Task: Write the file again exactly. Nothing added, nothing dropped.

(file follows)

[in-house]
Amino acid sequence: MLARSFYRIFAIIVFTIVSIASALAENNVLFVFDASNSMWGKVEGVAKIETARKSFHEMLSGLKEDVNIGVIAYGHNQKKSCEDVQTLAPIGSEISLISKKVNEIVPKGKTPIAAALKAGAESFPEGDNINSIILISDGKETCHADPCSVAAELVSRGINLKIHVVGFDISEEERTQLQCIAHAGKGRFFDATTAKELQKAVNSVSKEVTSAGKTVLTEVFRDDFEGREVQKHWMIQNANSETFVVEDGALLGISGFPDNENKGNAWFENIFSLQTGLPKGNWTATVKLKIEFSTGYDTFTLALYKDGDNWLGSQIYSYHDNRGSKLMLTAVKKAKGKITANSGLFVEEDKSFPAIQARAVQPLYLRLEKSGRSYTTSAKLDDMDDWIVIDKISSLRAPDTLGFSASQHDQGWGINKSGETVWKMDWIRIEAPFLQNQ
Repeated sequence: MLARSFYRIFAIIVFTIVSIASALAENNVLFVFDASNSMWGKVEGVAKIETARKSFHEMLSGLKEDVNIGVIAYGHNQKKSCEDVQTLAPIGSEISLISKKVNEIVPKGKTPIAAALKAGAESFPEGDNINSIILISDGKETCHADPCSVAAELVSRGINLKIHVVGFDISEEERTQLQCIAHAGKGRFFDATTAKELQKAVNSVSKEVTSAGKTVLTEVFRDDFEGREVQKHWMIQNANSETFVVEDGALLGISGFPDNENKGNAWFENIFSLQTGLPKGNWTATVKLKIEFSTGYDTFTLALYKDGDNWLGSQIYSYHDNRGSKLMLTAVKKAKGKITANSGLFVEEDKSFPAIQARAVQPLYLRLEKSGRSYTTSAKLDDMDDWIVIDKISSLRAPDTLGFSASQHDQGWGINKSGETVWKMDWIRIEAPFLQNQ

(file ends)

[in-house]
Amino acid sequence: MLARSFYRIFAIIVFTIVSIASALAENNVLFVFDASNSMWGKVEGVAKIETARKSFHEMLSGLKEDVNIGVIAYGHNQKKSCEDVQTLAPIGSEISLISKKVNEIVPKGKTPIAAALKAGAESFPEGDNINSIILISDGKETCHADPCSVAAELVSRGINLKIHVVGFDISEEERTQLQCIAHAGKGRFFDATTAKELQKAVNSVSKEVTSAGKTVLTEVFRDDFEGREVQKHWMIQNANSETFVVEDGALLGISGFPDNENKGNAWFENIFSLQTGLPKGNWTATVKLKIEFSTGYDTFTLALYKDGDNWLGSQIYSYHDNRGSKLMLTAVKKAKGKITANSGLFVEEDKSFPAIQARAVQPLYLRLEKSGRSYTTSAKLDDMDDWIVIDKISSLRAPDTLGFSASQHDQGWGINKSGETVWKMDWIRIEAPFLQNQ
Repeated sequence: MLARSFYRIFAIIVFTIVSIASALAENNVLFVFDASNSMWGKVEGVAKIETARKSFHEMLSGLKEDVNIGVIAYGHNQKKSCEDVQTLAPIGSEISLISKKVNEIVPKGKTPIAAALKAGAESFPEGDNINSIILISDGKETCHADPCSVAAELVSRGINLKIHVVGFDISEEERTQLQCIAHAGKGRFFDATTAKELQKAVNSVSKEVTSAGKTVLTEVFRDDFEGREVQKHWMIQNANSETFVVEDGALLGISGFPDNENKGNAWFENIFSLQTGLPKGNWTATVKLKIEFSTGYDTFTLALYKDGDNWLGSQIYSYHDNRGSKLMLTAVKKAKGKITANSGLFVEEDKSFPAIQARAVQPLYLRLEKSGRSYTTSAKLDDMDDWIVIDKISSLRAPDTLGFSASQHDQGWGINKSGETVWKMDWIRIEAPFLQNQ